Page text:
CBR15Passport I own
Based on true events of a little-known dancer of the pre-Civil War era, Juba: A Novel by Walter Dean Myers is a story of race and fame. This is the story of the man who invented modern tap dance. There is a mixture of humor and seriousness to the text as well as the overall tone. There is some language used (the N word and “racoon” without the “ra”) and talk of violence that happened (in the south and even north) therefore, not this is not for everyone. However, because of that it helps makes this an interesting look at history of New York, the Southern states and even Europe, while also being a history of the entertainment world.
William Henry “Juba” Lane (or Master Juba when he danced) was a young teen when the book opens. By the end we have gone through several years of what could have been his life and the struggles he would have faced and even the joys he had. He would marry a white, English woman and sadly, died young, but Myers’ book hopefully brings him to a new generation. It also is introducing another story to African American history. Juba was freeborn, but even that would not protect him, though it did give him a chance at a path that many of the time would not have had.
The feeling of things is simply presented, but that cleverly hides a deeper situation. The strongest scenes are the ones where, unfortunately the racism is in your face. Or the ones where race is talked about (the character of Margaret, an Irish immigrant, might not be the nicest person, but she does have some hard facts). These show you why Juba was driven and why he did what he had to do (did you know that even people of color would do blackface?). The cast of characters are mostly fictionalized (yet based on the historical times) as well as actual historical figures (Charles Dickens makes a few appearances). On one hand I would have loved to go deeper into all the people, but on the other hand focusing on just Juba is a good way to keep things strong. We do not do a “deep dive” into the man, but we get a poetic feeling in solid prose.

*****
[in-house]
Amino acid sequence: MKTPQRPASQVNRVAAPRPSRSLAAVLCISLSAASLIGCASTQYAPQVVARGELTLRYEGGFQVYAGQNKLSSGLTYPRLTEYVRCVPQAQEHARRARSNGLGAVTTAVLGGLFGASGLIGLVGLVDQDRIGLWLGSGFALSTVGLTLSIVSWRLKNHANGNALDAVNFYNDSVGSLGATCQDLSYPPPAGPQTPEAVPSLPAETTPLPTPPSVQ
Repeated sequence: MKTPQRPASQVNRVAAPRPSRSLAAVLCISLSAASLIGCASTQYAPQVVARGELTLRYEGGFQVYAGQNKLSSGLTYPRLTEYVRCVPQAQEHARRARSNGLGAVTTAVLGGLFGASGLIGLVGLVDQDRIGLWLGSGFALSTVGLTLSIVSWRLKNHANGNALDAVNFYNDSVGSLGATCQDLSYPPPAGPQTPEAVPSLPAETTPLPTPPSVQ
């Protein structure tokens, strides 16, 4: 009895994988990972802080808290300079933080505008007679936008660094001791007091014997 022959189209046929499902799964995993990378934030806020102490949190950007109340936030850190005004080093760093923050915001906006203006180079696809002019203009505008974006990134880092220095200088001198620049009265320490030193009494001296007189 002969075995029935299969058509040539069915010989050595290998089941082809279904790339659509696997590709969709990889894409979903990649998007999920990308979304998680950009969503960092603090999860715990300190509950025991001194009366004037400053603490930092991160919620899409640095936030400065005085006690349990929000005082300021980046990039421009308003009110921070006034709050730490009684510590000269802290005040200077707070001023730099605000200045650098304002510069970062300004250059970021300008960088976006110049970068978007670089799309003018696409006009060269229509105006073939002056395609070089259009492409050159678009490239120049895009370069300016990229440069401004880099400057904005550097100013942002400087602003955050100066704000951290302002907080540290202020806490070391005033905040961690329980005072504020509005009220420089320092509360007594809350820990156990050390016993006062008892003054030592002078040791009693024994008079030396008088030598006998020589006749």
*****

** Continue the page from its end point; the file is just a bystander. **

Due to some of the language and situations, this book is best for strong ages 10 and up. I would have liked to have seen how this book would have been updated/changed if it was written and/or revised today, and not almost 10 years ago, but sadly Myers passed in 2014.